HP evolves into a major contributor to the computer industry in the 1980s. HP introduces its first personal computer (HP-85) and the first laser printer in 1980. In 1981 Hewlett Packard opens an office in Beijing, China in order to make their products available there. 1983 was the year that HP introduced the first HP touch screen personal computer (HP-150). The National Medal of Science is given to Bill Hewlett in this year as well. HP's first affordable personal printer was made available in 1984. The first high tech joint venture in China is created in 1985 by the formation of China Hewlett Packard. Bill Hewlett retires as vice chairman of the HP board of directors in 1987, and is named director emeritus. Also in 1987, the original garage rented by Dave Packard at 367 Addison Ave., is granted California state landmark status as California Registered Landmark No. 976. The company mass produces its first ink jet printer in 1988 (DeskJet printer). The company also gets its first out of country stock listing by making to the Tokyo stock exchange.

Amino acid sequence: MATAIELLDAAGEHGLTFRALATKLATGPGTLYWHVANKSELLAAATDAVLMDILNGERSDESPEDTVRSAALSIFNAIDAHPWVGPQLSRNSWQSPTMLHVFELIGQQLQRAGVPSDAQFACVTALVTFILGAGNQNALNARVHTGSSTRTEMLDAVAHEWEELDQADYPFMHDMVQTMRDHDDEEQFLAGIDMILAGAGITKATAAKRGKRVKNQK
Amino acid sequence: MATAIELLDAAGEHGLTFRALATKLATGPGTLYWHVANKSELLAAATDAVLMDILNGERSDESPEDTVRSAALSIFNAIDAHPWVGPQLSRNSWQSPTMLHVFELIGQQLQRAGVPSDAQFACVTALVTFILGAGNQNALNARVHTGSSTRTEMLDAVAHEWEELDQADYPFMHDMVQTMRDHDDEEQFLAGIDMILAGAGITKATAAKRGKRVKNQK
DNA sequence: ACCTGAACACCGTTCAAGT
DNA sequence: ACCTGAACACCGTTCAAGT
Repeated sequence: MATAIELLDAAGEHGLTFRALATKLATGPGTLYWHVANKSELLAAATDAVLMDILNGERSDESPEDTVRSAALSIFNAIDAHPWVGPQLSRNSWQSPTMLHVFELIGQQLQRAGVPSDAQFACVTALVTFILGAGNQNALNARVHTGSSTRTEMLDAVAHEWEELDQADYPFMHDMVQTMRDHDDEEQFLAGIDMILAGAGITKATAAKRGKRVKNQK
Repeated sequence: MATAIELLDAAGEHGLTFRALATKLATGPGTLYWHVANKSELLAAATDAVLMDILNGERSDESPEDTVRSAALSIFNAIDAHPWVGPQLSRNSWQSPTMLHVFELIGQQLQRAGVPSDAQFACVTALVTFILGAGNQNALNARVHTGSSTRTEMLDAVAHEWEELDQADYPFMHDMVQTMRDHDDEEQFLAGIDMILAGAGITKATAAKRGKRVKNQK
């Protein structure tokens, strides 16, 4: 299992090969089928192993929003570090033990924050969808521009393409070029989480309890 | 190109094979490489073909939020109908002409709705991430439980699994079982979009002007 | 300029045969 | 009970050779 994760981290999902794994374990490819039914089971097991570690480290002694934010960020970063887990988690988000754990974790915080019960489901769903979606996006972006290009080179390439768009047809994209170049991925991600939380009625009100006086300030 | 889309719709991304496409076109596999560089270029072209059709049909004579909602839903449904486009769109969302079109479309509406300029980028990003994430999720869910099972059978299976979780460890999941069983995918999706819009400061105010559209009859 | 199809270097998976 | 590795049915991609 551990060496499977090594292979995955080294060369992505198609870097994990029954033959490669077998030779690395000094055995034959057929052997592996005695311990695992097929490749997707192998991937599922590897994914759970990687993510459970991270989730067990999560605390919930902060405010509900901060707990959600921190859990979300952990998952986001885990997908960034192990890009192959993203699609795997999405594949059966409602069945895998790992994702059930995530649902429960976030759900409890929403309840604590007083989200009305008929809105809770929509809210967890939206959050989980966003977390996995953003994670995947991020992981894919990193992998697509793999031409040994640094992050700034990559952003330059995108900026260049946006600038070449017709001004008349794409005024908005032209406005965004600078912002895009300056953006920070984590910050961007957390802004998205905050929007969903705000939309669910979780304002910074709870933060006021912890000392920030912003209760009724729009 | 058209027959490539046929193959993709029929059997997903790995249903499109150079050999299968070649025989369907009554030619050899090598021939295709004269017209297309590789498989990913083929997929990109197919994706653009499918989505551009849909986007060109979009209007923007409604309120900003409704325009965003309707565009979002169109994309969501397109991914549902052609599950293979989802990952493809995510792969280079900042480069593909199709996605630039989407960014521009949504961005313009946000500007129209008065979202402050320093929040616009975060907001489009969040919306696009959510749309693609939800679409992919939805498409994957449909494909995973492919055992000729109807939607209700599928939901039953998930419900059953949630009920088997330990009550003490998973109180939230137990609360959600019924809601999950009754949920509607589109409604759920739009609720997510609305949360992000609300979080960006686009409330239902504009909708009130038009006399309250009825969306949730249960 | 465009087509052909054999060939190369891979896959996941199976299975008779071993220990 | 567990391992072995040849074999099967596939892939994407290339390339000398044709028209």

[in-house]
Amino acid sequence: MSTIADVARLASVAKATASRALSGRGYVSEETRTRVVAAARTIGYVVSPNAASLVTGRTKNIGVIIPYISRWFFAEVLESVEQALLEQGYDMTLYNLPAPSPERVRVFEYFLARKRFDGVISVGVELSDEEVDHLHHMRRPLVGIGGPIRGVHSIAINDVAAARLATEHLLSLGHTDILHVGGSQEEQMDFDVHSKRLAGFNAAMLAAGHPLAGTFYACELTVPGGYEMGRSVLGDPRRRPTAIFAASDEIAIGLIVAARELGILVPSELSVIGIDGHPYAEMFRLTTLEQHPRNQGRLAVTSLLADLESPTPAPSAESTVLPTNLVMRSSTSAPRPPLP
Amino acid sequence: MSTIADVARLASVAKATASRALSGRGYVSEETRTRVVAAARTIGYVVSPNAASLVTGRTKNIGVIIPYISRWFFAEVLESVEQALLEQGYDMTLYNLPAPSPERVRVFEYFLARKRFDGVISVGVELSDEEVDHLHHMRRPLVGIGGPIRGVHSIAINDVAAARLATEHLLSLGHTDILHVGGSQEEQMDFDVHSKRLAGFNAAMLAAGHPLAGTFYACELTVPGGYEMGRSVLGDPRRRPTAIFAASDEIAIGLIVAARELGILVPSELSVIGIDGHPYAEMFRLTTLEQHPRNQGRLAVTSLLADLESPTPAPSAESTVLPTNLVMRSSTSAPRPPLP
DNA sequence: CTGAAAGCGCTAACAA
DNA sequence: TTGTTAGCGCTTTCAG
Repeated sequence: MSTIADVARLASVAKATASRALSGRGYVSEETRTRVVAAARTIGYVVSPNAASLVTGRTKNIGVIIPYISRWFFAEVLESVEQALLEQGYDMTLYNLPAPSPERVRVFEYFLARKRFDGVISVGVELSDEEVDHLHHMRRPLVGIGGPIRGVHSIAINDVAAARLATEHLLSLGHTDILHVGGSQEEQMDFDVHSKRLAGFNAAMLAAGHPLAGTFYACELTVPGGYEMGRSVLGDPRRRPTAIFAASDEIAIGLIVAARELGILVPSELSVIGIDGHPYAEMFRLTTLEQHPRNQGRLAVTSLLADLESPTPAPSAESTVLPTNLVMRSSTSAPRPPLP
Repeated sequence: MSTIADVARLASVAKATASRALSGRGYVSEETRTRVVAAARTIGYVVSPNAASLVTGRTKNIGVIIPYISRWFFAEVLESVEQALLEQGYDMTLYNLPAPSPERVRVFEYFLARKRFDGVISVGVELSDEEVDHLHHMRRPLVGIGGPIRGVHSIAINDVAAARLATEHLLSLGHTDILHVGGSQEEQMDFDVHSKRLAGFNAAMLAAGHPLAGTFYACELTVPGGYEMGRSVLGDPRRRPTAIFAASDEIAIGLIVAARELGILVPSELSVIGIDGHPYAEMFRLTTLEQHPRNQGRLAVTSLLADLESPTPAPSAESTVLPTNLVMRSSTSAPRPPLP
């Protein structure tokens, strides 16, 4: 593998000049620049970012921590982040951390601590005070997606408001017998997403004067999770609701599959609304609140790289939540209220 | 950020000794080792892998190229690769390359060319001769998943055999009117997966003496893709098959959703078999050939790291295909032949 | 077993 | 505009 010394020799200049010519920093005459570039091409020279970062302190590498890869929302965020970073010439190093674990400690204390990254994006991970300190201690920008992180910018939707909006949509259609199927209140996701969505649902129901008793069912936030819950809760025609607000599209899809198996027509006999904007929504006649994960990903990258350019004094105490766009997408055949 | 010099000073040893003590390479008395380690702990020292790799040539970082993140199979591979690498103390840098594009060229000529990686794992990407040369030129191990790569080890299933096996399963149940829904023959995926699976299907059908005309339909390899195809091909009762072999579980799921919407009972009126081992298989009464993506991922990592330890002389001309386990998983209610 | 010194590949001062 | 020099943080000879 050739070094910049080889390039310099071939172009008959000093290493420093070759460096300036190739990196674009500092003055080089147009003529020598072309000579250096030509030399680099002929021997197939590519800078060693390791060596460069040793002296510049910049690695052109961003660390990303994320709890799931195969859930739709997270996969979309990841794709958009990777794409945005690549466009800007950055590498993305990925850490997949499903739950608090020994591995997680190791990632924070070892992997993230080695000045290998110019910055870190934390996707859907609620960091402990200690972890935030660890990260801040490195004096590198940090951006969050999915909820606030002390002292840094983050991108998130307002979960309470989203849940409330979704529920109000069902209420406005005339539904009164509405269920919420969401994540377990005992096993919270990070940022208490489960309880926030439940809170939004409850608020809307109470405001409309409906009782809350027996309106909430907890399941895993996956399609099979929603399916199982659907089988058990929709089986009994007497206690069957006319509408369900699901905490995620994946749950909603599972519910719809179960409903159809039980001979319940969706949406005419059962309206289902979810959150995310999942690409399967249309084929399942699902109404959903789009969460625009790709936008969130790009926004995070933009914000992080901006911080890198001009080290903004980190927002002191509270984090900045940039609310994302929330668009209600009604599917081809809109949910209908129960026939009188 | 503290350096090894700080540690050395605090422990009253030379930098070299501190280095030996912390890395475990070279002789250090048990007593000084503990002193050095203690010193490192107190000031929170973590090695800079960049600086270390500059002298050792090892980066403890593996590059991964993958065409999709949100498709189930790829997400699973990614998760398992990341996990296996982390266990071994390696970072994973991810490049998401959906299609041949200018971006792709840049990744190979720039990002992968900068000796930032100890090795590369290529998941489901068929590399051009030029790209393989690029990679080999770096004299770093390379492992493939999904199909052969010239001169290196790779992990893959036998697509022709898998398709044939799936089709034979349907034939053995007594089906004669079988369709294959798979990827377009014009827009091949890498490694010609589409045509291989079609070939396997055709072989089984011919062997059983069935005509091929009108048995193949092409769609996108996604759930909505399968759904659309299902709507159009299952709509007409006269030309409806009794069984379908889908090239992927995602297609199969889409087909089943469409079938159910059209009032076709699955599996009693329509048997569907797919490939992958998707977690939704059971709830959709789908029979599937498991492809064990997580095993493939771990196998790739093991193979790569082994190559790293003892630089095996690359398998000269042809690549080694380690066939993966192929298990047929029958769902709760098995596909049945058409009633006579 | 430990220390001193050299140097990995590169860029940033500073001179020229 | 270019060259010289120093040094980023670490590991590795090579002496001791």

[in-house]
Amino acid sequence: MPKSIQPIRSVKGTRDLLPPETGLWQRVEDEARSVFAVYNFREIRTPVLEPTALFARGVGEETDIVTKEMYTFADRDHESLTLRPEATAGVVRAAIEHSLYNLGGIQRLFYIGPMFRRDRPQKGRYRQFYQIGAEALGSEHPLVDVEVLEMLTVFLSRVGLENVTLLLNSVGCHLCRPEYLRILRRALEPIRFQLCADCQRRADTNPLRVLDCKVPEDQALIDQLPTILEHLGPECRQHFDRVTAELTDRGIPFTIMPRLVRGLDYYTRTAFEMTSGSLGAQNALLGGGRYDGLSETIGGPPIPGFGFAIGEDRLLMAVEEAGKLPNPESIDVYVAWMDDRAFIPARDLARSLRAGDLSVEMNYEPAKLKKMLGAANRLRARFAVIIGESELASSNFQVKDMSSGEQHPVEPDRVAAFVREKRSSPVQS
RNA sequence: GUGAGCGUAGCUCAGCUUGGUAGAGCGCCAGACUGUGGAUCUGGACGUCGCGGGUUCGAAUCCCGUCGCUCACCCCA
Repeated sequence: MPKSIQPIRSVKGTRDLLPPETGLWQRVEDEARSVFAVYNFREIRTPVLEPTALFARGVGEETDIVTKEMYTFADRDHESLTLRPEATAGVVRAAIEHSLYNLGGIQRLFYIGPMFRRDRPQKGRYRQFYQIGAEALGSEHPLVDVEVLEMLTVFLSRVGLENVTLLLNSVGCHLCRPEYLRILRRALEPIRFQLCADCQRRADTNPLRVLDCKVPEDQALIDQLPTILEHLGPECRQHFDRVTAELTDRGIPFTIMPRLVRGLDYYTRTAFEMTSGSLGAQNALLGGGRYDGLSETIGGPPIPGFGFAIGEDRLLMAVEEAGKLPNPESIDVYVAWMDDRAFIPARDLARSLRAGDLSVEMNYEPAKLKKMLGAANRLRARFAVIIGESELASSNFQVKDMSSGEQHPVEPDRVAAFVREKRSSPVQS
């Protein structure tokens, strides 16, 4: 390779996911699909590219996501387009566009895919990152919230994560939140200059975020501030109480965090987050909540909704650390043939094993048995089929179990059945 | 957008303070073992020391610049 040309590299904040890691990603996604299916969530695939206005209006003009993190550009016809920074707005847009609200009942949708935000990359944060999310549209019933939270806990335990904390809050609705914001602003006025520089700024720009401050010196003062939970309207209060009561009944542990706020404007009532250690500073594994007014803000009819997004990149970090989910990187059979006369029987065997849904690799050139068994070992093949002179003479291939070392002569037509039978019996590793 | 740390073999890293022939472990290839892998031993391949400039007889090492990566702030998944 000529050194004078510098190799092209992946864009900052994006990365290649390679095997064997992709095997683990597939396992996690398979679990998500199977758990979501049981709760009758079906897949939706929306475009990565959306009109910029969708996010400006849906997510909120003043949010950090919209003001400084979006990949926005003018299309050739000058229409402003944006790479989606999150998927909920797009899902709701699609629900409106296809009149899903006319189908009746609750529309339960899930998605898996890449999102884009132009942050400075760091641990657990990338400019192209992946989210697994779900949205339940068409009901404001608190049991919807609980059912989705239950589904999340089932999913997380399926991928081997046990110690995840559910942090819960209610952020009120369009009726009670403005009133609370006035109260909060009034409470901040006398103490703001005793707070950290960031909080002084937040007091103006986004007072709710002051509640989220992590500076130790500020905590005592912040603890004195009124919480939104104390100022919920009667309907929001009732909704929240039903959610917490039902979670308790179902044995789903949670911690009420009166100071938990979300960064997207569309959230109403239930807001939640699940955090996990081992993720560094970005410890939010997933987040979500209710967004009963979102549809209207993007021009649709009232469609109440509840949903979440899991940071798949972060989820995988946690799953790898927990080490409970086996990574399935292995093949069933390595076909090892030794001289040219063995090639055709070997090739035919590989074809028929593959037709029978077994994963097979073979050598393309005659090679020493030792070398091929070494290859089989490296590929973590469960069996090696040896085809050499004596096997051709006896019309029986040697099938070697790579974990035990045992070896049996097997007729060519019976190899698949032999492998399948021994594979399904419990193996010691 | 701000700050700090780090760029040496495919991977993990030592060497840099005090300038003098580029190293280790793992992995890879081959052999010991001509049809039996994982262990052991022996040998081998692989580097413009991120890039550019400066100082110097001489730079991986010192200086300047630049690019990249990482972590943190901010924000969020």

The 1990's marked significant advances in the portable computer industry, as well as in the home computer market. For most of this decade, HP had a growth rate of 20%. Around 1991, John Young retired and is replaced by Lew Platt. HP gains recognition as a company who actually cares about an employyees home life as well as job performance. HP make strides in helping the community as well. At the end of the 90's, HP splits its measurement and components businesses to form a new company, Agilent Technologies. Lew Platt retires at the end of the 90's, forcing HP to bring on a new CEO and President, Carleton (Carly) Fiorina. Fiorina focuses the company on preparing itself for growth and leadership in the next century. In the 90's the company focused its advertising on the all the inovations HP has made over the past decades. The company also introduces a new logo at this time.

At the beginning of the 21st century, HP focuses on reducing the cost of computer systems (or IT: Information Technologies) for business and improving the overall shopping experience consumers have with today's changing technology.